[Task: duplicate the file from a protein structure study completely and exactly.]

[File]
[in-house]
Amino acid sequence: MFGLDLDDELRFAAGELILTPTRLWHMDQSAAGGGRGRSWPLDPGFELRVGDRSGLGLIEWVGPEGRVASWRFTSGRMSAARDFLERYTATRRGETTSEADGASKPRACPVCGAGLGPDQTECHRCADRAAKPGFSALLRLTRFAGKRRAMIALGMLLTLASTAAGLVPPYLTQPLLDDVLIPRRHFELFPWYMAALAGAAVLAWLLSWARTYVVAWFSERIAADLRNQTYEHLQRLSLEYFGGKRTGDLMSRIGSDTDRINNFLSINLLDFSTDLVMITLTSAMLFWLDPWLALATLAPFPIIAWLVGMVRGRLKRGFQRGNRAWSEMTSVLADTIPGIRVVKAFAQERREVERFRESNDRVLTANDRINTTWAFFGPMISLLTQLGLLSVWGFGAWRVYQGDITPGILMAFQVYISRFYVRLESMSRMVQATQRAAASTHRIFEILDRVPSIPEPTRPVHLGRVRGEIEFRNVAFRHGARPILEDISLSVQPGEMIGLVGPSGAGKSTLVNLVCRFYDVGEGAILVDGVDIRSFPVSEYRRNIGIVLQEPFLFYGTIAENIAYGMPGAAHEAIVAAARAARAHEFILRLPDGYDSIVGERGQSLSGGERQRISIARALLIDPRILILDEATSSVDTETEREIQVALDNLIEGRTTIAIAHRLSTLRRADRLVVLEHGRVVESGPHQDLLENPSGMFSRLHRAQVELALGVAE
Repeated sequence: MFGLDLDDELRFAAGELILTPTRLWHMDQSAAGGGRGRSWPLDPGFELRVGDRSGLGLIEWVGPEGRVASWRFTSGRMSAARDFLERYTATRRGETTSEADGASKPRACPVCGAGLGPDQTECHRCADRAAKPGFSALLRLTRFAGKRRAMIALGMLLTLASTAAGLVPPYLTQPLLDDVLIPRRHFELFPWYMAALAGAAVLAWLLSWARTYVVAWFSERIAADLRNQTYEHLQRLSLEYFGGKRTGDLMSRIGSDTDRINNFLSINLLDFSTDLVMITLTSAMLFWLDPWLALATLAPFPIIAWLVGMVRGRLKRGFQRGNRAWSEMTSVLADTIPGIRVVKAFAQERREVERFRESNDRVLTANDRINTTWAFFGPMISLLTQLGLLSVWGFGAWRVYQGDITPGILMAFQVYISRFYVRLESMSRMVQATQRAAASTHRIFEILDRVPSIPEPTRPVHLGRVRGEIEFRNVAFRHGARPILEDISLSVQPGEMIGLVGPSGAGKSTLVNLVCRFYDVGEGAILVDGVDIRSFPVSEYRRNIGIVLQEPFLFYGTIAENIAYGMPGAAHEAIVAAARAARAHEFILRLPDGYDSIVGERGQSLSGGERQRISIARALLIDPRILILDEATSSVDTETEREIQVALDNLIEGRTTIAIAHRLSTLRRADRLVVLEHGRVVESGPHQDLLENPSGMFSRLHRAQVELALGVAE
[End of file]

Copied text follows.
[in-house]
Amino acid sequence: MFGLDLDDELRFAAGELILTPTRLWHMDQSAAGGGRGRSWPLDPGFELRVGDRSGLGLIEWVGPEGRVASWRFTSGRMSAARDFLERYTATRRGETTSEADGASKPRACPVCGAGLGPDQTECHRCADRAAKPGFSALLRLTRFAGKRRAMIALGMLLTLASTAAGLVPPYLTQPLLDDVLIPRRHFELFPWYMAALAGAAVLAWLLSWARTYVVAWFSERIAADLRNQTYEHLQRLSLEYFGGKRTGDLMSRIGSDTDRINNFLSINLLDFSTDLVMITLTSAMLFWLDPWLALATLAPFPIIAWLVGMVRGRLKRGFQRGNRAWSEMTSVLADTIPGIRVVKAFAQERREVERFRESNDRVLTANDRINTTWAFFGPMISLLTQLGLLSVWGFGAWRVYQGDITPGILMAFQVYISRFYVRLESMSRMVQATQRAAASTHRIFEILDRVPSIPEPTRPVHLGRVRGEIEFRNVAFRHGARPILEDISLSVQPGEMIGLVGPSGAGKSTLVNLVCRFYDVGEGAILVDGVDIRSFPVSEYRRNIGIVLQEPFLFYGTIAENIAYGMPGAAHEAIVAAARAARAHEFILRLPDGYDSIVGERGQSLSGGERQRISIARALLIDPRILILDEATSSVDTETEREIQVALDNLIEGRTTIAIAHRLSTLRRADRLVVLEHGRVVESGPHQDLLENPSGMFSRLHRAQVELALGVAE
Repeated sequence: MFGLDLDDELRFAAGELILTPTRLWHMDQSAAGGGRGRSWPLDPGFELRVGDRSGLGLIEWVGPEGRVASWRFTSGRMSAARDFLERYTATRRGETTSEADGASKPRACPVCGAGLGPDQTECHRCADRAAKPGFSALLRLTRFAGKRRAMIALGMLLTLASTAAGLVPPYLTQPLLDDVLIPRRHFELFPWYMAALAGAAVLAWLLSWARTYVVAWFSERIAADLRNQTYEHLQRLSLEYFGGKRTGDLMSRIGSDTDRINNFLSINLLDFSTDLVMITLTSAMLFWLDPWLALATLAPFPIIAWLVGMVRGRLKRGFQRGNRAWSEMTSVLADTIPGIRVVKAFAQERREVERFRESNDRVLTANDRINTTWAFFGPMISLLTQLGLLSVWGFGAWRVYQGDITPGILMAFQVYISRFYVRLESMSRMVQATQRAAASTHRIFEILDRVPSIPEPTRPVHLGRVRGEIEFRNVAFRHGARPILEDISLSVQPGEMIGLVGPSGAGKSTLVNLVCRFYDVGEGAILVDGVDIRSFPVSEYRRNIGIVLQEPFLFYGTIAENIAYGMPGAAHEAIVAAARAARAHEFILRLPDGYDSIVGERGQSLSGGERQRISIARALLIDPRILILDEATSSVDTETEREIQVALDNLIEGRTTIAIAHRLSTLRRADRLVVLEHGRVVESGPHQDLLENPSGMFSRLHRAQVELALGVAE